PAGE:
So long as union caucuses tie themselves to these “lefts”, they will be unable to provide an alternative leadership at key moments. For example, the United Left in Unite recently threatened to expel the Socialist Workers Party for daring to criticise left wing officials for selling out the BA cabin crew dispute. For them, the reputation of “our left general secretary”, as they called Len McCluskey, was more important than loyalty to a section of workers who had been fighting for over a year and had been shamefully let down by their union leaders.

Workers Power supports the Grass Roots Left in Unite, precisely because it is not afraid to criticise the left as well as the right. But this doesn’t mean reconciling ourselves to being in permanent opposition. Grass Roots Left came out of Jerry Hicks’ campaign for the General Secretary post, gaining 50,000 votes for an independent fighting candidate.

For us, the election was a vital way of promoting a new kind of trade union activism as well as trying to win the leadership. If rank and file candidates won a majority they would begin a radical democratisation of the union ending the power of full time officials and replacing it with that of recallable lay delegates at all levels.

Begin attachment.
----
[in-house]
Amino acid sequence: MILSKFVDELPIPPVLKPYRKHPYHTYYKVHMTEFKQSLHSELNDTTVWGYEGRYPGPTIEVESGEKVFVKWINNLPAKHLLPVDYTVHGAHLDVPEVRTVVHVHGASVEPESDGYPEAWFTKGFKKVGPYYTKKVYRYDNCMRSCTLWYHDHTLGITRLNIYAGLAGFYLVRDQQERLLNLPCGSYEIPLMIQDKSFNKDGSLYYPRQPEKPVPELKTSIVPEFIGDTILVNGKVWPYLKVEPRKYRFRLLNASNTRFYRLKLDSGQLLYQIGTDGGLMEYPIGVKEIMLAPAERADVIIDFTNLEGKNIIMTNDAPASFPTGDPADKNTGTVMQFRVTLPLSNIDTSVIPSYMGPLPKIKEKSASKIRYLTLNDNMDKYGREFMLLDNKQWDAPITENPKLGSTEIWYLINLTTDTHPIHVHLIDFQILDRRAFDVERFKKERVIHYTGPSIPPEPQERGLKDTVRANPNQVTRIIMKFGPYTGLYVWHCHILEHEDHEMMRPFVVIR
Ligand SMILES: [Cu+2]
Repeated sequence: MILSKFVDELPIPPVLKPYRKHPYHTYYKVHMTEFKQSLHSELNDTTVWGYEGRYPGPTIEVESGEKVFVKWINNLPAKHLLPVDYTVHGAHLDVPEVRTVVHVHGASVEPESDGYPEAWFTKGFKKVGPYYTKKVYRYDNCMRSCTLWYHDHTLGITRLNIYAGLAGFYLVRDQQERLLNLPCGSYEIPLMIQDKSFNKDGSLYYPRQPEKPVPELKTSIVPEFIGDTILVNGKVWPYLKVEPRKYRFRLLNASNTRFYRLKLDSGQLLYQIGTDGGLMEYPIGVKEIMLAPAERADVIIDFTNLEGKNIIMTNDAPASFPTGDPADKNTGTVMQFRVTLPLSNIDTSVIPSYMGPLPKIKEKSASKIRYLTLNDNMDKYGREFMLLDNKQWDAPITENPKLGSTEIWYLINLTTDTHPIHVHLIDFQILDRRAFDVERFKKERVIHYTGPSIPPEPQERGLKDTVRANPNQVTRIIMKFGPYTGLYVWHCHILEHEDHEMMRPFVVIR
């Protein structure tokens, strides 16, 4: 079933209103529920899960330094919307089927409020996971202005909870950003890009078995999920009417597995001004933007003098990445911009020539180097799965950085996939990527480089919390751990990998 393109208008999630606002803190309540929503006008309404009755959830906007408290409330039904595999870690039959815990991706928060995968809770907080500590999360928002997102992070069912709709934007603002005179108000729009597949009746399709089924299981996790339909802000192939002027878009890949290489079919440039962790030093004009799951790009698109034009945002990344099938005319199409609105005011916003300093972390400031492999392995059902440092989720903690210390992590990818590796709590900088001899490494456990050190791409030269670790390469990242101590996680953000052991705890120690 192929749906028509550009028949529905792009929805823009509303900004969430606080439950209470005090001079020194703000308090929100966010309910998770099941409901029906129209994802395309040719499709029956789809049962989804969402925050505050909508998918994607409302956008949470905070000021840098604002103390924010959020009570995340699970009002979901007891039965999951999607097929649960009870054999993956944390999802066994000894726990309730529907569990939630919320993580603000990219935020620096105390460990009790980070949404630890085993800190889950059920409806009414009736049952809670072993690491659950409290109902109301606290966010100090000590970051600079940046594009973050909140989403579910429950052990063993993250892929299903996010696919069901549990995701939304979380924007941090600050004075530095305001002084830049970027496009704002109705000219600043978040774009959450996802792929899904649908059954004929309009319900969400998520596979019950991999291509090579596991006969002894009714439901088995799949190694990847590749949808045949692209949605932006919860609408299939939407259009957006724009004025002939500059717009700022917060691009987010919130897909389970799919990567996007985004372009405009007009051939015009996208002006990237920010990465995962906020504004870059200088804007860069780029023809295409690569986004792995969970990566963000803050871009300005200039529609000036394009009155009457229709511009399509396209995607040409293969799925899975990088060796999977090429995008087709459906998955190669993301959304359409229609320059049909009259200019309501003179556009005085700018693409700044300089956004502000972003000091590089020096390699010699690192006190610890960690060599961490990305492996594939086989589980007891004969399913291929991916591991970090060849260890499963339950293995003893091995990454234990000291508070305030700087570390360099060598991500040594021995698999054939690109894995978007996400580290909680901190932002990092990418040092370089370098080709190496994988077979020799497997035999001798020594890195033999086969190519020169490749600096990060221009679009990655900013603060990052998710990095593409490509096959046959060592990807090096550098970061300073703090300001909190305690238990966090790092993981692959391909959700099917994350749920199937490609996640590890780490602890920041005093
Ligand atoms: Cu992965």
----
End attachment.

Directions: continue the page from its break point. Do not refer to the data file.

Workplace organisation
A rank and file movement must be rooted in the workplaces. In this sense it would be a world away from today’s broad left groups, which exist primarily to get left wing officials elected or at best to win ballots for strike action. In truth, such organisations cannot transform the unions and inevitably start to decline when the left leaders, once elected, fail to stem job losses and pay cuts.

So how can we make a start in this direction? By recruiting new and young workers into the unions and launching unionisation drives to break into new areas: agency workers, temps, cleaners and so on. From these new layers of trade union members there will emerge new workplace reps and activists, who can start to take up workers’ grievances and challenge management diktats.

This requires agitational material, which we can either produce through official channels if we have co-thinkers in union positions, such as membership secretary or publicity officer, or unofficially.